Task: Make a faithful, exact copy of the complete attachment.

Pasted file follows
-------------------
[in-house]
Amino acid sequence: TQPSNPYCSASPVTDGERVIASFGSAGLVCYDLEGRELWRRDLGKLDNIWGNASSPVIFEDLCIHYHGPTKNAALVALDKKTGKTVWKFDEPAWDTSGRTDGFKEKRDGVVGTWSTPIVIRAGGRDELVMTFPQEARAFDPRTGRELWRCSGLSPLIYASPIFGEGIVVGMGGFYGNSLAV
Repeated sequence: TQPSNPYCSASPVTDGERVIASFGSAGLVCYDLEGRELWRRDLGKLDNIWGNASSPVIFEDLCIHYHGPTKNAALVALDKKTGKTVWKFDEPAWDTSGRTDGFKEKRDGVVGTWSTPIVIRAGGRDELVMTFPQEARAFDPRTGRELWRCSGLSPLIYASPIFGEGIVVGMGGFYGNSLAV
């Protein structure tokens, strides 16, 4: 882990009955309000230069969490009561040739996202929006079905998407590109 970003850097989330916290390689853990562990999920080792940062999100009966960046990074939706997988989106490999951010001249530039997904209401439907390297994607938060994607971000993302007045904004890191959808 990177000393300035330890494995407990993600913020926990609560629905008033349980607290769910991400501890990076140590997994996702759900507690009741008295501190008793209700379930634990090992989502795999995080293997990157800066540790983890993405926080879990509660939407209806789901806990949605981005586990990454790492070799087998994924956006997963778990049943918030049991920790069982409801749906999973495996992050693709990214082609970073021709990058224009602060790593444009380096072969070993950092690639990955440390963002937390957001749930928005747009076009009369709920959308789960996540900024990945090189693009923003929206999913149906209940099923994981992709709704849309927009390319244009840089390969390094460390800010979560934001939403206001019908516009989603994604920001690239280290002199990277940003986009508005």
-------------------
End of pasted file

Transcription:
[in-house]
Amino acid sequence: TQPSNPYCSASPVTDGERVIASFGSAGLVCYDLEGRELWRRDLGKLDNIWGNASSPVIFEDLCIHYHGPTKNAALVALDKKTGKTVWKFDEPAWDTSGRTDGFKEKRDGVVGTWSTPIVIRAGGRDELVMTFPQEARAFDPRTGRELWRCSGLSPLIYASPIFGEGIVVGMGGFYGNSLAV
Repeated sequence: TQPSNPYCSASPVTDGERVIASFGSAGLVCYDLEGRELWRRDLGKLDNIWGNASSPVIFEDLCIHYHGPTKNAALVALDKKTGKTVWKFDEPAWDTSGRTDGFKEKRDGVVGTWSTPIVIRAGGRDELVMTFPQEARAFDPRTGRELWRCSGLSPLIYASPIFGEGIVVGMGGFYGNSLAV
């Protein structure tokens, strides 16, 4: 882990009955309000230069969490009561040739996202929006079905998407590109 970003850097989330916290390689853990562990999920080792940062999100009966960046990074939706997988989106490999951010001249530039997904209401439907390297994607938060994607971000993302007045904004890191959808 990177000393300035330890494995407990993600913020926990609560629905008033349980607290769910991400501890990076140590997994996702759900507690009741008295501190008793209700379930634990090992989502795999995080293997990157800066540790983890993405926080879990509660939407209806789901806990949605981005586990990454790492070799087998994924956006997963778990049943918030049991920790069982409801749906999973495996992050693709990214082609970073021709990058224009602060790593444009380096072969070993950092690639990955440390963002937390957001749930928005747009076009009369709920959308789960996540900024990945090189693009923003929206999913149906209940099923994981992709709704849309927009390319244009840089390969390094460390800010979560934001939403206001019908516009989603994604920001690239280290002199990277940003986009508005």